Another way this model could help patients would be to allow providers to try out new interventions and see how they work at a level that would be difficult to accomplish with a living, breathing human being. For example, researchers would be able to model how an individual might respond to treatments based on their specific DNA, conditions, and behaviors across their lifetime. There is virtually no way to create a human model of such depth and complexity at present.

While traditional providers might be able to guesstimate how the efforts they make will succeed, they aren't able to make decisions based on all of the digital information generated by that patient across their entire care history.

For a number of reasons, creating these digital patients is still a difficult feat at present. The biggest obstacle? All of the data must be in a compatible format that can be mixed, matched, and analyzed effectively. Unfortunately, the healthcare industry is still far from finding a single universal solution for sharing and using data from varied sources. While HL7 FHIR (Fast Healthcare Interoperability Resources) has gotten a lot of traction in recent years, it has achieved nothing like the consensus that allows financial institutions to share data freely, nor has it reached a level of practical use that would motivate vendors to adopt it as a primary standard.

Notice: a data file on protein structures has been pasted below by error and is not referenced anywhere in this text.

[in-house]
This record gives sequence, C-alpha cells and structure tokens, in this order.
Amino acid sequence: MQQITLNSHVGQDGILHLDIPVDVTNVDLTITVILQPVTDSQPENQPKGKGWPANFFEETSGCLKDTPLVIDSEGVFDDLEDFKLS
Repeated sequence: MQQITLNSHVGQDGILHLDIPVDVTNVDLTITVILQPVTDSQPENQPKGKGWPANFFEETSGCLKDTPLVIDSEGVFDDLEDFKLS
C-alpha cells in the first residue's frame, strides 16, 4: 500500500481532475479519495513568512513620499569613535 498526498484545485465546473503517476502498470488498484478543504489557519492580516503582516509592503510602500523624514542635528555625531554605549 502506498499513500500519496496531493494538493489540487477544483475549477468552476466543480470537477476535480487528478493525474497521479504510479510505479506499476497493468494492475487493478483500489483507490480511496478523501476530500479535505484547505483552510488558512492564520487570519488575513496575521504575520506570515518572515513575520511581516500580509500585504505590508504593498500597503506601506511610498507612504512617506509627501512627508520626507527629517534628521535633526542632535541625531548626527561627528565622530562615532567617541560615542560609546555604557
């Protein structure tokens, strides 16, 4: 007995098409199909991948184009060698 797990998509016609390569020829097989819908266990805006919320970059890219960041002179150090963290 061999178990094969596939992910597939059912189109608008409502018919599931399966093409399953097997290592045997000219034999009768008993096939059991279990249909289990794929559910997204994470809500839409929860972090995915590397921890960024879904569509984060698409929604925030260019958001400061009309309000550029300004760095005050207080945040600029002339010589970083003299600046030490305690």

So why aren't we doing this?

Another major hurdle to building a comprehensive digital patient is that the organization holding the patient's data must agree to share it for the purpose for which it is intended. Even if we design a health data format that works for virtually everyone in the healthcare ecosystem, administrative relationships would need to be established to allow a huge range of data to be shared freely between partners. Creating workable communication agreements between private, government, and not-for-profit organizations would at best be a major challenge and perhaps even nearly impossible as things stand today.

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Once a solution to the data sharing problem is found, medical and biological science will likely find that the technology to make use of the information is ready and waiting. High-performance computing is enabling genomics sequencing to be faster than ever, and the rise of HPC as a service is making this level of performance available to a much broader audience. Large in-memory computing capabilities are allowing digital patients to be held in memory close to the processers, so that the entirety of a patient's data can be viewed at once, regardless of how much data has been accumulated.

Ultimately, though, it's worth making the effort to pull and accumulate a lifetime's worth of data to create this digital patient, one that clinicians can use to gain a detailed understanding of how an individual's life choices, medical treatments, and environmental factors impact their health. As individual patient data continues to flow in at mammoth speeds, it will offer an increasingly clear picture of how a person's medical position changes over time.

In fact, the digital patient could (and should) keep giving long after the person dies, whereby we can continue to learn from the digital cadaver and the body of data left behind. Future generations will be able to use this data to test new theories, evolve medical practices, and find ways to rapidly advance and improve patient outcomes.

We are all going to die. Our data can live forever.

This article/content was written by the individual writer identified and does not necessarily reflect the view of Hewlett Packard Enterprise Company.